A space ship containing giant wasps, mutated by American tests with cosmic radiation, crash lands in Africa, which can only mean one thing: a whole lot of dead black people! Our “hero” is Quent Brady (Jim Davis), a pompous caricature of idealized ’50s American manhood: a barrel-chested, chain-smoking, take-charge asshole.
Quent travels to the site of the crash to stop the raging beasts, which is the least he can do considering he created the monsters in the first place. “Green Hell,” incidentally, is the locals’ nickname for the area in which the wasps landed, a cursed area rumored to be populated by hideous beings; in America, we call it “West Virginia.”
As was characteristic of cinema of the era, the Africans have negligible value beyond food for the monsters and beasts of burden for the white heroes. In this film in particular, they’re portrayed as cowardly, ignorant, superstitious and almost infantile. One eye-rolling scene has Quent rushing to stop one of his guides from drinking from a poisoned pond: “Water poison! No drink!” he screams in his best local dialect. In another scene, after his guides desert him, he states calmly, “Alright, we’ll use men from the village,” as if they have nothing better to do. Then there’s the “hostile natives,” as they’re called, who attack our hero’s safari and are only fended off by setting the grasslands on fire. Who needs grass anyway?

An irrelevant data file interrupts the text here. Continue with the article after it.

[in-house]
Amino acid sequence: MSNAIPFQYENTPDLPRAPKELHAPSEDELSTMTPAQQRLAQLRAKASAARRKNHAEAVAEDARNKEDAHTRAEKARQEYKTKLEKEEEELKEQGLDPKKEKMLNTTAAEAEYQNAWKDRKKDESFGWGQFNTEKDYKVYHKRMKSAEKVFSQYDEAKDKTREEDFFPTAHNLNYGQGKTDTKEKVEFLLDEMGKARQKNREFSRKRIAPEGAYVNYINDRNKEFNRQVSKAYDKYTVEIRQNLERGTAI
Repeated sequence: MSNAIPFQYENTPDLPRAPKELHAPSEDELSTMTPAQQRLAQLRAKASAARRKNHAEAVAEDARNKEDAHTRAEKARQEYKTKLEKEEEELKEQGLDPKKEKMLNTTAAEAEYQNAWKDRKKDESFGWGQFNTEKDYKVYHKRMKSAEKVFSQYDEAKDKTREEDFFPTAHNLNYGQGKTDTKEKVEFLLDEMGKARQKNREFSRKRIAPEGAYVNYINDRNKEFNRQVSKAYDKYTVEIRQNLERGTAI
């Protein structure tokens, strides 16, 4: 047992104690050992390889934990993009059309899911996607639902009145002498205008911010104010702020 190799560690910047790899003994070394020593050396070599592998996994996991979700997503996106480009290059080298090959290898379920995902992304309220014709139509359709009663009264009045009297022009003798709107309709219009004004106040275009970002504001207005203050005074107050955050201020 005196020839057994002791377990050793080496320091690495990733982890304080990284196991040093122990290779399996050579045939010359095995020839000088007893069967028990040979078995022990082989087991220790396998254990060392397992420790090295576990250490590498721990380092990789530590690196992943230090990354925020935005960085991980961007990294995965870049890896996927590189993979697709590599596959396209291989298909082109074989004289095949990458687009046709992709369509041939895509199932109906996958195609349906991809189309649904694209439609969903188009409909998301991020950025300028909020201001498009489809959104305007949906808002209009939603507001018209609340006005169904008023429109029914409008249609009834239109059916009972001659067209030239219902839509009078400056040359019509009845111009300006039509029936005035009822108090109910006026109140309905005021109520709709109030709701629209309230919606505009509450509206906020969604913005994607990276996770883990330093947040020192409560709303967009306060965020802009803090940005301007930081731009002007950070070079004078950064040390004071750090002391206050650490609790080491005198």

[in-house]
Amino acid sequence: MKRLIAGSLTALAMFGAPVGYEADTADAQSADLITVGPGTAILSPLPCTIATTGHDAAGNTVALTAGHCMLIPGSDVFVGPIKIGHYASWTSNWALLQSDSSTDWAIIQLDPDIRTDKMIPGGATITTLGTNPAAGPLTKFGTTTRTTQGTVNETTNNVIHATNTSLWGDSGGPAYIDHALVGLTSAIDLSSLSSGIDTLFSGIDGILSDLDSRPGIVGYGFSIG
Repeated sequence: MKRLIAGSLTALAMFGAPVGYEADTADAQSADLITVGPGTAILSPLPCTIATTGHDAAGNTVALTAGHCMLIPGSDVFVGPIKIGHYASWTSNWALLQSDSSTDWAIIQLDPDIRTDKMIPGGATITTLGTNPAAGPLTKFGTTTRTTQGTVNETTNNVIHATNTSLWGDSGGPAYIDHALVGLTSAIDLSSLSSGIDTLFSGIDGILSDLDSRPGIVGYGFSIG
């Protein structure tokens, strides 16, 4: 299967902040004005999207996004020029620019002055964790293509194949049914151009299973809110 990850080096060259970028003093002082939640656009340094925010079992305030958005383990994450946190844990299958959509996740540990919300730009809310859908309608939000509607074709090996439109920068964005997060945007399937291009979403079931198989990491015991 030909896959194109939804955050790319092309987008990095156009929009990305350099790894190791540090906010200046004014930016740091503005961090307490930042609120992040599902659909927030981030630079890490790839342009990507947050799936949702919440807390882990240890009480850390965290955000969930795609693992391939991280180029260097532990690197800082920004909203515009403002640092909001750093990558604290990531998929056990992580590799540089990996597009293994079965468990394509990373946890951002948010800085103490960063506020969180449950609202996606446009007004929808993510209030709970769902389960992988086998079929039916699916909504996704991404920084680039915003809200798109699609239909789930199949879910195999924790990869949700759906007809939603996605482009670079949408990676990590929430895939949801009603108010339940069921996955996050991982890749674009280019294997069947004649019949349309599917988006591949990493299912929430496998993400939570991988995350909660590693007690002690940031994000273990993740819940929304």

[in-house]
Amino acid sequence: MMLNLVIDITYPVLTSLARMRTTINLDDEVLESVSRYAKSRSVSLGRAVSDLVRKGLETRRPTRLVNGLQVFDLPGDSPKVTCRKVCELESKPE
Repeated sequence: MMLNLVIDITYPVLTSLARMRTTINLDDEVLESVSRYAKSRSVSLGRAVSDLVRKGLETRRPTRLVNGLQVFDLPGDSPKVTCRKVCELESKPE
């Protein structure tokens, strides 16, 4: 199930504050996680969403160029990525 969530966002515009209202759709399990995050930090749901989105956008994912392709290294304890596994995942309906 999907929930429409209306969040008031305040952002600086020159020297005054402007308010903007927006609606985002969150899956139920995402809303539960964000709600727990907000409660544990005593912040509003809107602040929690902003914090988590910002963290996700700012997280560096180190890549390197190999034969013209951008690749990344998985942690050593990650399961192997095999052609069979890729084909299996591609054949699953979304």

The only semi-redeemable black character is Arobi (Joel Fluellen), who, despite a blind devotion to the white leads, less-than-stellar reasoning skills (Quent has to tell him to light his torch when they enter a dark cave.) and a distinctly American accent, is still a major character who manages to survive to the end. Although there’s way too much hiking through the wilderness in Monster From Green Hell, it’s still relatively watchable in a train wreck sort of way, and there’s a great moment of unintentional symbolism and humor near the end when Quent delivers a speech on the monster wasps, or as I prefer to interpret it, W.A.S.P.s: “The creatures we pursue are wasps, no matter how changed their shapes, no matter how large they’ve grown, they will multiply…They will overrun all of Africa unless we quickly destroy their colony.”